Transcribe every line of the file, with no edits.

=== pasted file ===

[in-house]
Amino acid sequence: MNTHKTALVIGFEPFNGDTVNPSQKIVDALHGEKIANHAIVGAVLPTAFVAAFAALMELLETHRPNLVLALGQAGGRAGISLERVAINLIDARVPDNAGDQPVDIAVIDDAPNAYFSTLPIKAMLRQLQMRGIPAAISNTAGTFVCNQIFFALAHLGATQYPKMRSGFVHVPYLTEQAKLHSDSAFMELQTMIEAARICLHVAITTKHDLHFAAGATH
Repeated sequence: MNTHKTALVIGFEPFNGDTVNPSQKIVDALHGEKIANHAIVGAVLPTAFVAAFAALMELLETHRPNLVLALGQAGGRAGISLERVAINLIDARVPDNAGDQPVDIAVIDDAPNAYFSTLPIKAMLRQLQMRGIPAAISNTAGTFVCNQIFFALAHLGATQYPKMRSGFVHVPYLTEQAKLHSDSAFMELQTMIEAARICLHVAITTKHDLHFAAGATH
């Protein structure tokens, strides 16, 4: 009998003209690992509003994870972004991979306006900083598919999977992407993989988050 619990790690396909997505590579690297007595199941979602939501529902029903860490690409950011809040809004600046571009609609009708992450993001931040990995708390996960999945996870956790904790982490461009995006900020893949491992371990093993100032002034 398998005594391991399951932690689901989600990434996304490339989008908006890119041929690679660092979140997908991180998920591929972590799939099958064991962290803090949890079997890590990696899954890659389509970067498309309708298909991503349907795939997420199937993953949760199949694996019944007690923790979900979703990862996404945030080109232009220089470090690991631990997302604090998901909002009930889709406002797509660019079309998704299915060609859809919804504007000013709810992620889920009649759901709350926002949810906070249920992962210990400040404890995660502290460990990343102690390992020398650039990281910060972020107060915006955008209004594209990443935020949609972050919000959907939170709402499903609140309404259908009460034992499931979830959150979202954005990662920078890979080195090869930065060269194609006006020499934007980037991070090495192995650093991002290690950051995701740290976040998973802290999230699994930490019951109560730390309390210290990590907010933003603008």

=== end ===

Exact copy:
[in-house]
Amino acid sequence: MNTHKTALVIGFEPFNGDTVNPSQKIVDALHGEKIANHAIVGAVLPTAFVAAFAALMELLETHRPNLVLALGQAGGRAGISLERVAINLIDARVPDNAGDQPVDIAVIDDAPNAYFSTLPIKAMLRQLQMRGIPAAISNTAGTFVCNQIFFALAHLGATQYPKMRSGFVHVPYLTEQAKLHSDSAFMELQTMIEAARICLHVAITTKHDLHFAAGATH
Repeated sequence: MNTHKTALVIGFEPFNGDTVNPSQKIVDALHGEKIANHAIVGAVLPTAFVAAFAALMELLETHRPNLVLALGQAGGRAGISLERVAINLIDARVPDNAGDQPVDIAVIDDAPNAYFSTLPIKAMLRQLQMRGIPAAISNTAGTFVCNQIFFALAHLGATQYPKMRSGFVHVPYLTEQAKLHSDSAFMELQTMIEAARICLHVAITTKHDLHFAAGATH
């Protein structure tokens, strides 16, 4: 009998003209690992509003994870972004991979306006900083598919999977992407993989988050 619990790690396909997505590579690297007595199941979602939501529902029903860490690409950011809040809004600046571009609609009708992450993001931040990995708390996960999945996870956790904790982490461009995006900020893949491992371990093993100032002034 398998005594391991399951932690689901989600990434996304490339989008908006890119041929690679660092979140997908991180998920591929972590799939099958064991962290803090949890079997890590990696899954890659389509970067498309309708298909991503349907795939997420199937993953949760199949694996019944007690923790979900979703990862996404945030080109232009220089470090690991631990997302604090998901909002009930889709406002797509660019079309998704299915060609859809919804504007000013709810992620889920009649759901709350926002949810906070249920992962210990400040404890995660502290460990990343102690390992020398650039990281910060972020107060915006955008209004594209990443935020949609972050919000959907939170709402499903609140309404259908009460034992499931979830959150979202954005990662920078890979080195090869930065060269194609006006020499934007980037991070090495192995650093991002290690950051995701740290976040998973802290999230699994930490019951109560730390309390210290990590907010933003603008």